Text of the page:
Libertarian and anarchist science fiction have several shared characteristics. Both demonstrate the tendency of SF to question, queer, or torque the present, presenting views that interrogate the status quo and common sense. Both political dispositions have their roots in eighteenth-century political liberalism, though each has developed along different paths. Using select titles from the Prometheus Award for Libertarian SF (including works by L. Neil Smith, Robert A. Heinlein, Ayn Rand), this chapter charts similarities and differences among representative examples of SF that center on questions of individual rights and social justice. Libertarian and anarchist SF (the latter represented in works by Ursula K. Le Guin and Ken MacLeod) are all the more interesting for the radical challenge they present to complacent conceptions of the commonweal and common woe, and hence they provide a fine representation of what SF, at its best and worst, can accomplish.
Gary K. Wolfe
Science fiction in the United States began as a self-conscious movement in popular fiction, which had already split into various political and social factions by the end of the 1930s. With the advent of John W. Campbell Jr.’s editorship of Astounding, the literary direction of the field was largely controlled by individual editors for the next two decades, but in the early 1960s, with Michael Moorcock’s New Worlds magazine, self-proclaimed literary movements began to emerge—first “New Wave,” with more political or experimental writers in the United States and the United Kingdom, and eventually cyberpunk and its descendants (most notably steampunk), slipstream, the New Weird, New Humanism, New Space Opera, and Mundane SF. Though not generally movement-driven as a whole, science fiction remains energized by such debates.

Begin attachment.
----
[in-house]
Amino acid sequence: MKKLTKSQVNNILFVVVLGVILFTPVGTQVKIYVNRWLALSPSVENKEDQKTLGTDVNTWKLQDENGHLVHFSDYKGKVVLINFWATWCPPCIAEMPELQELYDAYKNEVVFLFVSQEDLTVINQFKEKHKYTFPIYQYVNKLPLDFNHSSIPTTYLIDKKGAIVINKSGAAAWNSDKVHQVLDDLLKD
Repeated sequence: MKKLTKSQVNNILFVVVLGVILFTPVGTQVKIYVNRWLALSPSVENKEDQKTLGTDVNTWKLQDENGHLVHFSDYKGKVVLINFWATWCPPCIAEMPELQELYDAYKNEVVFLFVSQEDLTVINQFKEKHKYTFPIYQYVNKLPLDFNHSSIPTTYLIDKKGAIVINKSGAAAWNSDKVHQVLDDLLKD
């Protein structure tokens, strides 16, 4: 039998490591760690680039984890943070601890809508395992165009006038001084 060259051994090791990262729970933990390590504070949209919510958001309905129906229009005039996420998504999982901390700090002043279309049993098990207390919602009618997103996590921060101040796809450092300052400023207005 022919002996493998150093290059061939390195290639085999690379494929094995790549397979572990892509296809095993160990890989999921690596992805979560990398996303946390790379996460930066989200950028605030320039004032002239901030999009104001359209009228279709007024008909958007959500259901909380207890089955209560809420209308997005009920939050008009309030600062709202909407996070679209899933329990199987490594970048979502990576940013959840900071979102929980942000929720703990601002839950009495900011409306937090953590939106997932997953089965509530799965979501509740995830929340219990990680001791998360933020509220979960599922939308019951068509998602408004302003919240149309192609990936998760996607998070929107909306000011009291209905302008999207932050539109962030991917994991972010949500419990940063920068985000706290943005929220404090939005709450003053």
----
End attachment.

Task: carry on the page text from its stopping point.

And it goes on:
Drawing on literary, visual, and philosophical sources from the period, this article asks what is landscape, how was it represented and understood in the eighteenth century, and how might we understand its different forms and agenda now? It focuses on why terms such as landscape, nature, and beauty remain problematic; explores ideas of location, scale, and point of view; and discusses the influence of classical georgic and pastoral models on eighteenth-century ways of seeing. The article argues that landscapes were experienced quite differently because of class, gender, and education, and stresses the wide range of landscapes created by eighteenth-century writers of quite different kinds. Finally, it suggests the importance of emotion as a driving force in the construction of landscape and the need to understand landscape not as something “out there,” but rather as centrally concerned with the expression of self.
The history of science fiction was a long battle between editors and commentators, who sought to make science fiction a uniquely variegated form of popular fiction, and publishers, who fought to forge science fiction into a genre of formulaic space adventures. For decades, Hugo Gernsback, his successor John W. Campbell Jr., and later figures successfully maintained the genre’s provocative and stimulating freedom. By the 1980s, however, the success of Star Trek novels and their imitators brought sequels and series following predictable patterns to the forefront, and today, science fiction has become a standard type of popular fiction, governed by rigid conventions. Yet the marketplace only did what it should do—provide readers with precisely the sort of reading material that they desire—and critics and discerning readers can maintain the older approach to science fiction in marginal forums, though they should no longer call its works “science fiction.”